New technologies such as tablet computers and techniques such as online data analysis are heralding a new age of customised learning assistance for young people who are severely disabled, a practitioner has told E-Access Bulletin.
Public comment is being invited on a newly updated accessibility standard for students and learners, which focuses on personalising digital learning resources as a method of maximising accessibility for each learner.
By Tristan Parker
Co-founder and co-editor of the online disability lifestyle magazine Disability Horizons, Martyn Sibley has become an influential voice in the disability community. A keen technology user and advocate, Martyn has run his own social media consultancy, is a frequent blogger, and has developed a number of e-learning and e- campaigning projects alongside his journalism. Here, he talks to E-Access Bulletin about the opportunities new technologies have given him over the years.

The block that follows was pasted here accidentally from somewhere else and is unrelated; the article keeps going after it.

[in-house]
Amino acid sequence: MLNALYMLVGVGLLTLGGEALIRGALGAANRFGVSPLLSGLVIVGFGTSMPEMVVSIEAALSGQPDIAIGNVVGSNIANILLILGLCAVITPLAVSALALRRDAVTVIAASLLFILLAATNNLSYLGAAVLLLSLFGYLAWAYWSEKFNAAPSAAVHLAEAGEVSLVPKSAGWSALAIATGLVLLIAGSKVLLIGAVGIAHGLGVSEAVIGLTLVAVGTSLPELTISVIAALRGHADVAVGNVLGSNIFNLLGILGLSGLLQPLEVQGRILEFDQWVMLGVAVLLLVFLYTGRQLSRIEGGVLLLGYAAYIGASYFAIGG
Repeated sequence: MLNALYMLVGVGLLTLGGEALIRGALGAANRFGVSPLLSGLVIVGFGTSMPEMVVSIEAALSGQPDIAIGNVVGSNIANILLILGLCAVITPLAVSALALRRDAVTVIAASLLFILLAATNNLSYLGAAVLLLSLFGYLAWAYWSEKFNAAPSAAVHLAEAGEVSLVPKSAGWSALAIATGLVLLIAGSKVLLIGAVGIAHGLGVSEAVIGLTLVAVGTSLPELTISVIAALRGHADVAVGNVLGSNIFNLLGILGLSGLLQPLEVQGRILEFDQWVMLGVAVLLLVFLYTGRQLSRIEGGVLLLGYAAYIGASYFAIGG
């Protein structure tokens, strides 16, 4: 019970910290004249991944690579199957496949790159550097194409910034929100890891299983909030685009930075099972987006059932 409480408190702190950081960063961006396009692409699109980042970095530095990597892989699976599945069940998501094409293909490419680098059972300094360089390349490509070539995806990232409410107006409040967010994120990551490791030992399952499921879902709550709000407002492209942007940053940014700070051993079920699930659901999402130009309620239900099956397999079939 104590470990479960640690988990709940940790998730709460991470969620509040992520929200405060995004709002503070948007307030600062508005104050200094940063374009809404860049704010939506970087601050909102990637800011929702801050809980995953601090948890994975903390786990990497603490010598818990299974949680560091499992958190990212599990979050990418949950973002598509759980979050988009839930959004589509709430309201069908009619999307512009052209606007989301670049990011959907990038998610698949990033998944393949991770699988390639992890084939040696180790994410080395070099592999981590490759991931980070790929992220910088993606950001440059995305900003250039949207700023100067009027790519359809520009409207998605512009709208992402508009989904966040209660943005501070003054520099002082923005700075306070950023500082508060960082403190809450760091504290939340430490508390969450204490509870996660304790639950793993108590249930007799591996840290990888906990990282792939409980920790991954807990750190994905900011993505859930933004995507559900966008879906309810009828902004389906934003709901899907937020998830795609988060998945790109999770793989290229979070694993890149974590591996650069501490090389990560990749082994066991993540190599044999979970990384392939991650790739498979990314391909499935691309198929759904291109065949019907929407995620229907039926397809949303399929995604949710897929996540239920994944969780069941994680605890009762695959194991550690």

Two free new learning resources have been released by JISC TechDis, a education advisory service on accessible and inclusive technology, to boost skills for learners with and without disabilities.
The first resource will help learners who use text-to-speech applications: two new voices for text-to-speech were commissioned from specialists CereProc available for free to learners and learning institutes.